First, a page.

With Prototype for Success, UChicago Prepares Students Under-Represented in STEM to be the Tech Leaders of the Future
Antonio Castano perked up at the first discussion question posed to the inaugural cohort of Prototype for Success, a new program designed to prepare University of Chicago undergraduates for careers as leaders in emerging tech.
“Will electric vehicles take over the car market in the next 10 years?” Matt Hebron, program director for careers in engineering in the University’s Office of Career Advancement, asked the three dozen freshmen gathered for the program kickoff in late January.
The students, seated at tables in Chicago Booth’s Harper Center, conferred in small groups, then Castano took the mic to explain why he thinks not.
“Even though in some urban areas we have seen that superchargers can be viable with the grids they have built up, in terms of the shipping industry throughout the U.S. interstate system it is going to be pretty difficult to set up infrastructure over thousands of miles in the next 10 years that can support mass EV commercialization,” said Castano, a 19-year-old freshman from Long Island who plans to study molecular engineering.
Castano, who in his youth has thought a lot about renewable energy solutions, exudes the kind of ambition the University hopes to nourish with Prototype for Success, a three-year program that gives early and continued support to promising students aspiring to entrepreneurial or leadership positions in science, technology, engineering, and math (STEM).
The competitive program is open to all incoming freshmen, and highly encourages applications from Black, Hispanic, and female students, who are under-represented in high-growth, highly remunerated STEM fields. Of the 36 students in the inaugural cohort — selected from more than 120 applicants — more than half are women and three-quarters are either Black, Hispanic, or Odyssey Scholars receiving need-based scholarships.
“It is critical that we advance the STEM workforce, and that we do so in an inclusive manner so that we can capture the brightest minds and diverse perspectives to drive breakthrough innovations,” said Juan de Pablo, executive vice president for science, innovation, national laboratories, and global initiatives at the University of Chicago, the Liew Family Professor in Molecular Engineering at the Pritzker School of Molecular Engineering (PME), and senior scientist at Argonne National Laboratory.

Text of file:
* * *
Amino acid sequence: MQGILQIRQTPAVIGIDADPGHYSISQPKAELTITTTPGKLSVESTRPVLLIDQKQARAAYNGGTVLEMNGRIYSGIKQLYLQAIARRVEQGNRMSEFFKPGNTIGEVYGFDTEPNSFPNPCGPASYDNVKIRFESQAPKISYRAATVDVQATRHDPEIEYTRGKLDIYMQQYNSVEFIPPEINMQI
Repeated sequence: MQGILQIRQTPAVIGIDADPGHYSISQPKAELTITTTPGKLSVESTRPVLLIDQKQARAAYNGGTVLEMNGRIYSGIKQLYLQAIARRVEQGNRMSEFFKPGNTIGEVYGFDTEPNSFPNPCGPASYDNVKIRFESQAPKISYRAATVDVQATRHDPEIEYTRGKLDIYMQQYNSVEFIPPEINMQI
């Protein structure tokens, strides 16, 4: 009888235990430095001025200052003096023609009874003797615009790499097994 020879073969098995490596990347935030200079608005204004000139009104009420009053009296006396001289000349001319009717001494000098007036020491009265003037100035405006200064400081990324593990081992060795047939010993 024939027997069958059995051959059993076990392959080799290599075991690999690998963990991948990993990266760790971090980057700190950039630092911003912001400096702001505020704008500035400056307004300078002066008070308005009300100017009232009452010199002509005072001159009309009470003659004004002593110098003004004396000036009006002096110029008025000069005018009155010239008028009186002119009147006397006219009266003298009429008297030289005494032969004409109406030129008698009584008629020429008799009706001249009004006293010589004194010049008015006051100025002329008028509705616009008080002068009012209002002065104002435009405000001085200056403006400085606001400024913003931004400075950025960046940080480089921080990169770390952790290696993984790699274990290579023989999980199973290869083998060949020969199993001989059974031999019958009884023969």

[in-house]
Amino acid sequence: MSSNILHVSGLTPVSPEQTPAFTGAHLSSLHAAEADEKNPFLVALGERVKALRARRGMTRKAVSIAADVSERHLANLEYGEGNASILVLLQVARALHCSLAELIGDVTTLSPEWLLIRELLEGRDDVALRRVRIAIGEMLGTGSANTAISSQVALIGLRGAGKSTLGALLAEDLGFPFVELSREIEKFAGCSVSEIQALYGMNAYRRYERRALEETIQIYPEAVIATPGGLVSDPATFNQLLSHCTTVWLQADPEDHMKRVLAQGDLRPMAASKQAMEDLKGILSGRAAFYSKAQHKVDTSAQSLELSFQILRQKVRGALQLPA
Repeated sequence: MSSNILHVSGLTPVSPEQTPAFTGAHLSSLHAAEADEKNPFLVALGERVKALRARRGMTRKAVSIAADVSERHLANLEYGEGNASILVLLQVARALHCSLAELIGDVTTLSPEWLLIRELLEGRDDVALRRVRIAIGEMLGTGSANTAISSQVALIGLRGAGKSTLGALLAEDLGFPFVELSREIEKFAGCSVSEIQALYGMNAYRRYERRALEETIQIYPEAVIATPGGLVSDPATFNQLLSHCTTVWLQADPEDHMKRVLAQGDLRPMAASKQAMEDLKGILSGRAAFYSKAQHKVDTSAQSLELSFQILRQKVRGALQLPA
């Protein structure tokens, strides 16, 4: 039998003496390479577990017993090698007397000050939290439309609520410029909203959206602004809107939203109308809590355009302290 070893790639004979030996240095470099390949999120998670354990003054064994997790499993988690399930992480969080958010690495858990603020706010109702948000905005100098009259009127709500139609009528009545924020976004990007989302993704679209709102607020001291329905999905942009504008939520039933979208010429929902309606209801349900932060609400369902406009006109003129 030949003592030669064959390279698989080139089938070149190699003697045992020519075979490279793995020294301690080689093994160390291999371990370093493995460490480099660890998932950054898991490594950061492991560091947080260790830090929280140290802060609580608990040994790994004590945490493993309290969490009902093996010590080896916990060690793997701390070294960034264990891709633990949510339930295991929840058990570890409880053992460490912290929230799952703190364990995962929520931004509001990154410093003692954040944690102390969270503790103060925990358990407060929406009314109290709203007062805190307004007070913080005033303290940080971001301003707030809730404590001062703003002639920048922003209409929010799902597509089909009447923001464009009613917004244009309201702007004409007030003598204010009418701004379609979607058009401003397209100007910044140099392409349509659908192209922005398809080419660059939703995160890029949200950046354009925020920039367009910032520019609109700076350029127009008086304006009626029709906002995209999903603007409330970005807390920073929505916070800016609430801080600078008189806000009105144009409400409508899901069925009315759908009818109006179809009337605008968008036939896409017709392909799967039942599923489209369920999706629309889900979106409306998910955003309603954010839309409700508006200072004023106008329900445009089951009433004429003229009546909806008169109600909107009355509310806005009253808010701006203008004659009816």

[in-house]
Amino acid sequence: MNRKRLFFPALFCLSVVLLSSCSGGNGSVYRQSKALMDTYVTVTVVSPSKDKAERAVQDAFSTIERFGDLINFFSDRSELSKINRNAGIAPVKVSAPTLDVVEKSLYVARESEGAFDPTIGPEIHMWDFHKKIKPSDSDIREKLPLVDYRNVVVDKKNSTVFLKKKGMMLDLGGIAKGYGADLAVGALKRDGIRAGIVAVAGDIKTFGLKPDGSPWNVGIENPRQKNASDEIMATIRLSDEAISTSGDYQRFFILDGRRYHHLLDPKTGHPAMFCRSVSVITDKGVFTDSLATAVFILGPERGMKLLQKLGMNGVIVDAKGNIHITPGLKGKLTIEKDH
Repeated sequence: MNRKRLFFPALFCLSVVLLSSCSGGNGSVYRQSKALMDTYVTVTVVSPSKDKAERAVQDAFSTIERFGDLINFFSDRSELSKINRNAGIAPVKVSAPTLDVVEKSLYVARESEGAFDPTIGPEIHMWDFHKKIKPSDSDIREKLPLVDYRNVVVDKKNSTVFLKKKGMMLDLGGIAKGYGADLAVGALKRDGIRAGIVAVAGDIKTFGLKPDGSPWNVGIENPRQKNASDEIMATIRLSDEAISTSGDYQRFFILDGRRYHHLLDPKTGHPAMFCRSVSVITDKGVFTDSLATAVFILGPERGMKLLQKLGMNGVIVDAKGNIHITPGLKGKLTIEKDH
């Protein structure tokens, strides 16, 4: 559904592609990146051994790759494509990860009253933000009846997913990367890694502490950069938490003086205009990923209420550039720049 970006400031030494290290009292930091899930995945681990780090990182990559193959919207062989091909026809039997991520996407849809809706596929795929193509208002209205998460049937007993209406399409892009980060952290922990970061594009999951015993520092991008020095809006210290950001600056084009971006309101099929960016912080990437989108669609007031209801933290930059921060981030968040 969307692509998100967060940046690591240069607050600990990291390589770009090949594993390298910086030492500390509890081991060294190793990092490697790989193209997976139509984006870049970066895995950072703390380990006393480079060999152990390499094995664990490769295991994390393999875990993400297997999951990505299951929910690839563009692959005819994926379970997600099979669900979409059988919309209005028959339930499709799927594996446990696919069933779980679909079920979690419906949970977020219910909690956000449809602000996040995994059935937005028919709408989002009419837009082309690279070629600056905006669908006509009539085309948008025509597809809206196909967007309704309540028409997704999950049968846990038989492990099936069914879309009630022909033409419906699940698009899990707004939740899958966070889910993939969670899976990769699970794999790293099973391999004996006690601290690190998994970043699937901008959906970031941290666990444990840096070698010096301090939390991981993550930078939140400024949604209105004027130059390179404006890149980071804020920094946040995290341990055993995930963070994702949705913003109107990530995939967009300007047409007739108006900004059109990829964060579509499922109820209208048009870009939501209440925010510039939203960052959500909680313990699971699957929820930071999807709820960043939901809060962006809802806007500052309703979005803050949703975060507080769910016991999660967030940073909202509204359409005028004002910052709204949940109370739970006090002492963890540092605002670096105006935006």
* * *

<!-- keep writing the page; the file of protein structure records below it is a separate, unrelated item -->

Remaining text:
“By offering early and continued support to promising students, we hope to create a pipeline of diverse STEM talent that will be exceptionally well prepared for future leadership roles, whether as entrepreneurs or with established organizations,” he said.
Developing a STEM workforce representative of the nation’s talent pool is important for maintaining the U.S.’s global competitiveness in science and engineering, the National Science Foundation has said. There are particularly large gains to be made at higher-skill levels and in certain fields.
Among the STEM workforce with a bachelor’s degree, only 7% are Black and 8% are Hispanic, while the U.S. population is 12% Black and 19% Hispanic, according to the National Science Foundation’s State of the U.S. Science and Engineering. Women make up about 44% of the STEM workforce with a bachelor’s degree, but just 26% of computer and mathematical scientists and 16% of engineers.
Prototype for Success leverages UChicago’s world-class strengths in scientific research and entrepreneurial education to prepare students, including individuals from groups under-represented in STEM, to compete for top roles. The extracurricular program offers specialized workshops, internship experiences, and a peer group that serves as a support system and built-in network upon graduation.
Castano said he was eager to be part of the program as soon as he received the email inviting him to apply shortly after his acceptance into UChicago. Entrepreneurial since grade school, Castano said he is excited to learn business strategies, engage with peers who challenge his thinking, and apply his curious mind to developing practicable innovations.
“It is easy to say we need to do something,” Castano said. “This makes it more accessible.”
Prototype for Success is a partnership between Career Advancement, the Pritzker School of Molecular Engineering (PME), and the Polsky Center for Entrepreneurship and Innovation. It draws on the resources of the Chicago Booth School of Business, ranked the nation’s top business school.